Skylab Recollected: How Reality TV Started in Space

George Henry Longly’s new art demonstrate reimagines the lives of astronauts in Skylab, NASA’s first space station–who were watched every moment of their mission.”>

To be alive now is to be constantly performing. You have to present yourself in some kind of practical way. I entail, you dont have to but its what it is like to be alive now.

George Henry Longly is standing in the middle of a makeshift kitchen appearing up at a microphone hanging from the ceiling. Longly, a Londoner by way of the English countryside, is in New York City for the opening of his first solo American gallery demonstrate at the nightclub-level-of-hipness galleryspace Red Bull Studios New York in Chelsea.

In a few hours, red velvet ropes will set up outside the gallerys door, VIPs will be checked-in on an iPad and an open bar will serve some sort of spicy tequila and lemonade concoctionall unfamiliar sights in the normally staid dry white wine gallery opening evenings in the neighborhood.

For now though, Longlywho the London Evening Standard described as an artist carrying the tag of one to watch for a few years but[ who] looks like his time nowis garmented in tracksuit gasps and a sweatshirt bearing the title of his demonstrate: We All Love Your Life.

He is doing one final walk through before the doors officially open to the public.

The title of the show is meant to invoke space, or more specifically, the lives of astronauts in a space station, especially the Skylab, NASAs first space station, which orbited the globe from 1973 -1 979.

It is the kind of thing those of us stuck on earth might tell appearing up at a night sky and imagining what life must be like for those space travelers.Or it is the kind of thing any of us guess as we scroll through social media, looking at our friends carefully manicured creek of photos of beach vacations and beautiful children and perfectly poured cocktails.

They were overexposed. The astronauts were the first reality Tv starrings. It was the first time we had access to people constantly. They were always on film, Longly says.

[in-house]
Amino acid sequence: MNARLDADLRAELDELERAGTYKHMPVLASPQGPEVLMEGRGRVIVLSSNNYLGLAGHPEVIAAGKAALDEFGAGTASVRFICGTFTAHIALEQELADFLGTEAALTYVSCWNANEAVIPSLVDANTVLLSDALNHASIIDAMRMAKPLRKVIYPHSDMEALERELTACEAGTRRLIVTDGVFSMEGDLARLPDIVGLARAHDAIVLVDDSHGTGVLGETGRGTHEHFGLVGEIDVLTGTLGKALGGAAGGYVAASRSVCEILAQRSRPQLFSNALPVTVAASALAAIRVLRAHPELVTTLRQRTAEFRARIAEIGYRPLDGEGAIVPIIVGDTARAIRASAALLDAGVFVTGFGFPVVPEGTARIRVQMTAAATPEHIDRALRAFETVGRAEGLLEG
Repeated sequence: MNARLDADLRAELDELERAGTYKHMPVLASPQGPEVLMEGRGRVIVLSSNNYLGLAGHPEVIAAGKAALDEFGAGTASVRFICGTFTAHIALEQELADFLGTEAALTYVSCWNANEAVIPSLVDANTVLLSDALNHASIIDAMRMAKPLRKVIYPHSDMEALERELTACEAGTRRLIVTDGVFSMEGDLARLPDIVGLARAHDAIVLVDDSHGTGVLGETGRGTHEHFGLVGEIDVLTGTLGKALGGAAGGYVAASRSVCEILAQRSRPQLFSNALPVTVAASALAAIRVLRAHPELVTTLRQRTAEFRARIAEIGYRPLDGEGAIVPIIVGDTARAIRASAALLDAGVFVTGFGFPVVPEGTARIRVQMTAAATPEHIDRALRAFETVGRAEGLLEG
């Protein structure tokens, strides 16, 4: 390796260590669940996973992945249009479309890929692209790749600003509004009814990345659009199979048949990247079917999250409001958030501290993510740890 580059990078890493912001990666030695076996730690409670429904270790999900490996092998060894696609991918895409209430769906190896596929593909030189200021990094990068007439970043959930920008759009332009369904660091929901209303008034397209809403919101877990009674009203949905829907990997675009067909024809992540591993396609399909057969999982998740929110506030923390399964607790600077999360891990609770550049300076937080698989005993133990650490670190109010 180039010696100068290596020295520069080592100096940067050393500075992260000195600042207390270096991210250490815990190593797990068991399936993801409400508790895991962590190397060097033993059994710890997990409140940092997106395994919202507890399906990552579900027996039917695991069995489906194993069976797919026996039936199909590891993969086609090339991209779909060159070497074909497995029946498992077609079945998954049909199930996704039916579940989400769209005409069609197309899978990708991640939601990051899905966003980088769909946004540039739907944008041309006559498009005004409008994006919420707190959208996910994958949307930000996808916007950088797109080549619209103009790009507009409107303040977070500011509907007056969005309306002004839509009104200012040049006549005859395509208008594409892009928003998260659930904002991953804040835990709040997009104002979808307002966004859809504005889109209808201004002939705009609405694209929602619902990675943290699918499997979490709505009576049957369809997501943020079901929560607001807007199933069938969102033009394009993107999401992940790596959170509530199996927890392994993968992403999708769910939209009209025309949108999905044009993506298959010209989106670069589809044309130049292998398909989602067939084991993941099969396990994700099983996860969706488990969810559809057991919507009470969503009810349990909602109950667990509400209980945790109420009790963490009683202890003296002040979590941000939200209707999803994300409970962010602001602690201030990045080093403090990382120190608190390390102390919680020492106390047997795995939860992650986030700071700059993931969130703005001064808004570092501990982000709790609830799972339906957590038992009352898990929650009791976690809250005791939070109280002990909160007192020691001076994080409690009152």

At one end of the gallery is an oblique replica of the Skylab. A corner is painted a deep NASA blue. Out of one wall comes a transcript of Dionysus from the Elgin Marbles, surrounded by brackets and braces to help the Greek god move through zero gravity. A makeshift dreamcatcher hangs nearby.

But those starfarers were just like us in other ways too. For one thing, they were always running, and always expected to be working. If we go on vacation still tethered to our devices and never quite outstripping the reaching our of workplace overloads, they too were constantly tethered to mission control.

Well, enough of this lollygagging. We gotta get to work, YEAH DARN IT, reads an inscribed mirror in the demonstrate, a transcription of some galactic communication. What do you entail. Dont we have two more hours of lollygagging? We blew our lollygagging day yesterday now we got to get to work.

( Lollygagging. This is not a word I know. Its an American word, isnt it, Longly asks. It is kind of like a daydreaming thing ?)

Longly became interested in notions of space when browsing through a London thrift store and coming across a 1976 volume called

A House In Space by the New Yorker writer Henry S.F. Cooper, which chronicled the life of the Skylab crew.

The book is mostly concerned with how the astronauts lived: how they ate, slept, went to the bathroom, dealt with the constant surveillance from Ground Control.

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